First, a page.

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Museum of Romani Culture to take over Lety in March

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Brno, Jan 9 (CTK) – The site of a Czech pig farm facility to be removed in place of a former Nazi concentration camp for the Roma will be passed to the Museum of Romani Culture in March, the museum’s spokeswoman Kristina Kohoutova said in a press release on Tuesday.

The facility in Lety, south Bohemia, will be converted into a memorial site.

The museum is to discuss the site’s design with experts and the public.

Following international pressure by institutions advocating human rights such as the UN, the Czech state’s plan of two decades to purchase the pig farm from the AGPI firm, its owner, was eventually realised in November last year when it was bought for 450 million crowns. The purchase agreement was reached during the term of former cabinet’s Culture Minister Daniel Herman (Christian Democrats, KDU-CSL).

The costs of restoring the grounds and constructing a new memorial are estimated at over 100 million crowns.

The site will be passed onto the state Museum of Romani Culture in January, including an authorisation to restore the site into a memorial. The pig farm itself will be passed to the organisation in March.

By the end of the year, the farm began phasing out its operation. The pig stock is to be removed completely by the end of February, leaving one month for the farm’s ultimate handover to the new owner.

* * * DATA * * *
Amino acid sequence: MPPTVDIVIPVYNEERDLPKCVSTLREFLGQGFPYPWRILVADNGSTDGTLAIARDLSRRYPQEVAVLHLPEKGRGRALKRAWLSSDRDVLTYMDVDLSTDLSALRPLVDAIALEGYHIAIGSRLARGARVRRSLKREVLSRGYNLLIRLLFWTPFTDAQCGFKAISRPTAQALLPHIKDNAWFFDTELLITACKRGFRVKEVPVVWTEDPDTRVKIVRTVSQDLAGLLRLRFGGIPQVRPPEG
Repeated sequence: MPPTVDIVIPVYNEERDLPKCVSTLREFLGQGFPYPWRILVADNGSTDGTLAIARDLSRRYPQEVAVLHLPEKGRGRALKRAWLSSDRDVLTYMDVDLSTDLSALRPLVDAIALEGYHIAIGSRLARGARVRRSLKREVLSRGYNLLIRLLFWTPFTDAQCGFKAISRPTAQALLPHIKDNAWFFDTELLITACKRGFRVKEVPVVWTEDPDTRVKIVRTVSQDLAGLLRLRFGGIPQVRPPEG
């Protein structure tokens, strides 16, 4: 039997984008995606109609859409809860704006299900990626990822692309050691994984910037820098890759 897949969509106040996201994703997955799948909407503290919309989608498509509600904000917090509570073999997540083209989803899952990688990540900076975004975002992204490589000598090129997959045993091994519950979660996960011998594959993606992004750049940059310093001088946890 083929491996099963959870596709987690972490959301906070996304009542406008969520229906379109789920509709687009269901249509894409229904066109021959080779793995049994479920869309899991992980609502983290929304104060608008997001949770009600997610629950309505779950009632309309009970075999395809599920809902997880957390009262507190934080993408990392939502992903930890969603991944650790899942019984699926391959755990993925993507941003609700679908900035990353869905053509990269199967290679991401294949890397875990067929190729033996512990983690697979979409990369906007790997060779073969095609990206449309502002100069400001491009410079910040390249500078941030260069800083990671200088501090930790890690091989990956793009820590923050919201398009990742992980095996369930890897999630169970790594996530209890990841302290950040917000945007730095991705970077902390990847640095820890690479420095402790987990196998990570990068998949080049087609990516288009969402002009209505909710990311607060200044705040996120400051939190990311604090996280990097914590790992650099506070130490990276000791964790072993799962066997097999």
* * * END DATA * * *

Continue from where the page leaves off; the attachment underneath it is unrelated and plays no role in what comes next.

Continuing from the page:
The museum is to deal with the removal of the farm, commissioning of an archeological research and adaptation of the memorial site.

“The elimination of the pig farm will be done by a professional company based on a public tender,” the museum’s director Jana Horvathova said.

The call for the tender will need to be harmonised with the timeline for the architectural and artistic design of the memorial site to be.

Since the museum intends to engage both the public and experts in a discussion over its appearance, it is unlikely that the farm would be demolished as soon as it passes on the museum.

“We aim to see during 2018 which form of adaptation of the memorial site would be the most suitable and appropriate,” Horvathova added.

The pig farm facility began to be built in Communist Czechoslovakia in 1972. It contained 13,000 pigs in 13 halls. It occupied an area of 7 hectares.

The camp in Lety was set up in 1938, but its function changed several times. About 1,300 Roma, including children and old people, were interned in it from August 1942 to August 1943.

The people in the camp were forced to work hard in a quarry and the sanitary conditions were poor because the camp was projected for 300 people and was overcrowded. More than 300 Roma people died in the camp, others ended up in the Auschwitz camp and some were released after the camp was demolished in 1943.

According to estimates, the Nazis exterminated 90 percent of Czech Roma.

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